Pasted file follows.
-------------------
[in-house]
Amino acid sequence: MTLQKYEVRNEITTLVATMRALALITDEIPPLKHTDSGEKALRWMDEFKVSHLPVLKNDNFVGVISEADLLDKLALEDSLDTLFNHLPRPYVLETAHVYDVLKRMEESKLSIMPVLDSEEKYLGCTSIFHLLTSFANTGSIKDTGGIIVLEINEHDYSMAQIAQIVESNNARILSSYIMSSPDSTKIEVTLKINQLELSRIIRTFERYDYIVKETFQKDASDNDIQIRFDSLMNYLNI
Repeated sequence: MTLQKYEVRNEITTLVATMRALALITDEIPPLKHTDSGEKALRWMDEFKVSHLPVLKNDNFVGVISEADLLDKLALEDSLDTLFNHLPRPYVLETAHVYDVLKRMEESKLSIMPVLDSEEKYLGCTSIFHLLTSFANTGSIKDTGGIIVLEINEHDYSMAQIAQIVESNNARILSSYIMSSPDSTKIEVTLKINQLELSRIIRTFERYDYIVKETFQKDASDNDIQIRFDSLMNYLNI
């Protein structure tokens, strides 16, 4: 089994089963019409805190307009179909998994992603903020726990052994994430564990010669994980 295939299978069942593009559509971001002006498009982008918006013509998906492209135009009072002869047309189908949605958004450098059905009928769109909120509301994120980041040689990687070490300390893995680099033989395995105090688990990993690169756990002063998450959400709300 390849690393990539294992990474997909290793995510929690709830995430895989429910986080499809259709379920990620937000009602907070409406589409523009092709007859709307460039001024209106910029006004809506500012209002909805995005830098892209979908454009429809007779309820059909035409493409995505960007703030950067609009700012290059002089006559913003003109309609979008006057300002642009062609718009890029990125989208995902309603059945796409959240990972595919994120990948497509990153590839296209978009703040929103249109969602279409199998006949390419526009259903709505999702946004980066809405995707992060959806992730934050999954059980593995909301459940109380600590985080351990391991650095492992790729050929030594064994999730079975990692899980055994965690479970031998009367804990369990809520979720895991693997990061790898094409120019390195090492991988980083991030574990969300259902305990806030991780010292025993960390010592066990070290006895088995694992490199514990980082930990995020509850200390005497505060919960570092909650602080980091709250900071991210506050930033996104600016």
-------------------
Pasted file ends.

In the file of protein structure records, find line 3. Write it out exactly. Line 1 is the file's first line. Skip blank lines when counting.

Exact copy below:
Repeated sequence: MTLQKYEVRNEITTLVATMRALALITDEIPPLKHTDSGEKALRWMDEFKVSHLPVLKNDNFVGVISEADLLDKLALEDSLDTLFNHLPRPYVLETAHVYDVLKRMEESKLSIMPVLDSEEKYLGCTSIFHLLTSFANTGSIKDTGGIIVLEINEHDYSMAQIAQIVESNNARILSSYIMSSPDSTKIEVTLKINQLELSRIIRTFERYDYIVKETFQKDASDNDIQIRFDSLMNYLNI